Being pregnant and disabled doesn’t get you a seat on public transport
I didn’t always to feel so nervous about assertiveness whilst travelling. I used to think nothing of standing up to bullies at school and intervening when I saw someone being picked on. Even at 17, when I witnessed with horror a load of school kids literally ‘hanging’ a kid by his backpack on a double decker bus stair rail, my rage spurred me on to put a stop to it, even if I was outnumbered by 10 to 1.
But at 29, since my pregnancy has become more obvious and the government and the likes of the Daily Mail seems to have upped the anti when it comes to spreading anti-disabled feeling, my vulnerability seems to have got the better of me.
Take this afternoon on the bus. It was only a short bus ride, but I was getting pregnancy-related stomach cramps, my prosthetic leg was sore and my back ached. I really could have done with a seat. There wasn’t one. I’ve never particularly relished asking some unsuspecting sod to give up their seat so my weedy bum can sit on it, but in recent weeks, I’ve found it too humiliating to even get the words out.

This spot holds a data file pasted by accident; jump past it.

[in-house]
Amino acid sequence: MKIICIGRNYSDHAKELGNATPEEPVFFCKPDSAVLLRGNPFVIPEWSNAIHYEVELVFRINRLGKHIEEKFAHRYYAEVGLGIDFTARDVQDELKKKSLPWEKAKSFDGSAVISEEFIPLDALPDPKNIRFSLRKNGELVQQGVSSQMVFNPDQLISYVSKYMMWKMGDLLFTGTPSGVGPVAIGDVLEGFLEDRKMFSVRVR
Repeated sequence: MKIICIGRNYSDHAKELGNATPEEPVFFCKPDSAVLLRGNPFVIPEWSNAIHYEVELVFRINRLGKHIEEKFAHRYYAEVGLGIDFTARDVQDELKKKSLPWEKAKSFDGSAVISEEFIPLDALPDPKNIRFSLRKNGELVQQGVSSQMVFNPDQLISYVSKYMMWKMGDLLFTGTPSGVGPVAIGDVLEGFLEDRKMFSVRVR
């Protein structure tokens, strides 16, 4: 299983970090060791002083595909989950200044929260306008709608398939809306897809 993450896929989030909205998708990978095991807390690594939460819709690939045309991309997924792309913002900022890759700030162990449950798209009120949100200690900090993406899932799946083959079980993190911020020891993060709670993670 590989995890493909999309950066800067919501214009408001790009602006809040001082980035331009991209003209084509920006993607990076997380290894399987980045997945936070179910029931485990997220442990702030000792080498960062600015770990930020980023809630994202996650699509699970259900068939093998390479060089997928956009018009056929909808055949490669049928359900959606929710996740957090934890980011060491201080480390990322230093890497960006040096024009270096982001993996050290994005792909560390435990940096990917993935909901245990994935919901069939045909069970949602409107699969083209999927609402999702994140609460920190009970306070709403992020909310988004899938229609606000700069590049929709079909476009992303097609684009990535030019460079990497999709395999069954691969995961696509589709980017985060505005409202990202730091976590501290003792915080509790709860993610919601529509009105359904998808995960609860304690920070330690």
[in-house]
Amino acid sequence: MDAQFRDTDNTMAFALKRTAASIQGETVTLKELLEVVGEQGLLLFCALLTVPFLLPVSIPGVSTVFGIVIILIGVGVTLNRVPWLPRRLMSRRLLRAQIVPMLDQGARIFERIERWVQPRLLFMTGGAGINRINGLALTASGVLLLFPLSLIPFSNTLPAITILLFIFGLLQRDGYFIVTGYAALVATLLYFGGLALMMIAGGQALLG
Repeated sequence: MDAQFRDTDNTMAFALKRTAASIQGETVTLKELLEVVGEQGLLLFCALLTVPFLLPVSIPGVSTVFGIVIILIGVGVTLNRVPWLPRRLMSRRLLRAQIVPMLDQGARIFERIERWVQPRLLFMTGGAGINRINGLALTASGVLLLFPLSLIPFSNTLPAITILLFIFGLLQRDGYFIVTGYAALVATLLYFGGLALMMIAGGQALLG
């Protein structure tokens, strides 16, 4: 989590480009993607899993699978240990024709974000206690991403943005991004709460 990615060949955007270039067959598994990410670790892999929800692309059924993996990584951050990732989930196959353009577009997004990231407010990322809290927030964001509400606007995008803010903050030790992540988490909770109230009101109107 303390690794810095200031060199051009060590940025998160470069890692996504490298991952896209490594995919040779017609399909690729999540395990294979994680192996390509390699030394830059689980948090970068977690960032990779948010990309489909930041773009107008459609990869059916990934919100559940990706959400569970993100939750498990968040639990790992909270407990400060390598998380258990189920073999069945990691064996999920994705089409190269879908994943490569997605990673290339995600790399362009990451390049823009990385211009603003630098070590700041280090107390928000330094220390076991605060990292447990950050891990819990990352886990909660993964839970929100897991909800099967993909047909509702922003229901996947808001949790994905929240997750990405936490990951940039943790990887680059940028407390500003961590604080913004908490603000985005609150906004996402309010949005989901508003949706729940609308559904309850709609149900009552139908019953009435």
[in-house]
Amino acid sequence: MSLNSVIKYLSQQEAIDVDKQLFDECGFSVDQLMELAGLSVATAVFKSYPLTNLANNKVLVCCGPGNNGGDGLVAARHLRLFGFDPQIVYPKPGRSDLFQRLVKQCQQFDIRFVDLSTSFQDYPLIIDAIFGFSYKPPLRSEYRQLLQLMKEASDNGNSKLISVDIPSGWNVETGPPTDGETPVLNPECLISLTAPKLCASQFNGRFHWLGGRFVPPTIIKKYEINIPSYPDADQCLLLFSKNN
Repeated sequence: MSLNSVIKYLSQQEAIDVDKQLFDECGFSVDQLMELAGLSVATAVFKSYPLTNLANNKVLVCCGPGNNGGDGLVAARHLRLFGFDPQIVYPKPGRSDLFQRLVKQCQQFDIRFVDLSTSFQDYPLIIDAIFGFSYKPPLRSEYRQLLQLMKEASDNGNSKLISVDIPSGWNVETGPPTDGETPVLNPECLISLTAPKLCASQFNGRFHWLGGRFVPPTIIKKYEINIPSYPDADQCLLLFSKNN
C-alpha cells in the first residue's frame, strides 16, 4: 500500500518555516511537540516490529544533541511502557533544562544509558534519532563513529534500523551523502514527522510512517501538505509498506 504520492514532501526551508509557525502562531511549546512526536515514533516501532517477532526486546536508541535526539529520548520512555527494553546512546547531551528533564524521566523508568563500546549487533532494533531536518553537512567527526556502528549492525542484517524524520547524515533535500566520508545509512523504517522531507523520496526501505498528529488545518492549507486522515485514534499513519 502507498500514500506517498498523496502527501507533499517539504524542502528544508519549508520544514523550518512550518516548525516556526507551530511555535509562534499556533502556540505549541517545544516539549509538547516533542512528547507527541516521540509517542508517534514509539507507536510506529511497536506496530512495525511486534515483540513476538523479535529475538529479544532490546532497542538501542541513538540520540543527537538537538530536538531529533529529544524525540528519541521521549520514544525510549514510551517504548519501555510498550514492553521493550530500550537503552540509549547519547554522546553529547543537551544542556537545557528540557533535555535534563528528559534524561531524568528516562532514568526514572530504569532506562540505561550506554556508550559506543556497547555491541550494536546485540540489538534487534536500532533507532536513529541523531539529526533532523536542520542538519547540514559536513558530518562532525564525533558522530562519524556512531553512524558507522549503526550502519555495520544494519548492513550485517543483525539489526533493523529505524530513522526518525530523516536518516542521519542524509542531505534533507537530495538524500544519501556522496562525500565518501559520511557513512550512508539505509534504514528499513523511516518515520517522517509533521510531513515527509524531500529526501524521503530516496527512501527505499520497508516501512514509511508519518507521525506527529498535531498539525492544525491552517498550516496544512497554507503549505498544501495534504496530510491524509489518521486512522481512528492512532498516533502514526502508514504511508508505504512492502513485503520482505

In London, it’s clearly not enough to be obviously disabled thanks to my walking stick and deformed hand, nor is it enough to have a pretty obvious baby bump. People just don’t offer. Worse, they stare.
It may seem easy to calmly ask someone to give up their seat or make a semi-sarcastic comment about their inability to notice a pregnant, disabled woman, but when you’re feeling vulnerable and don’t want to provoke a Daily Hate-type comment, it can be enough to stun you into a silent fury.
Surely if I just look fat, and people are worried about causing offence, other commuters have noticed my walking stick and my obvious discomfort at having to stand? Clearly not.
Maybe it’s time I order one of those London transport ‘baby on board’ badges to see if that makes a difference.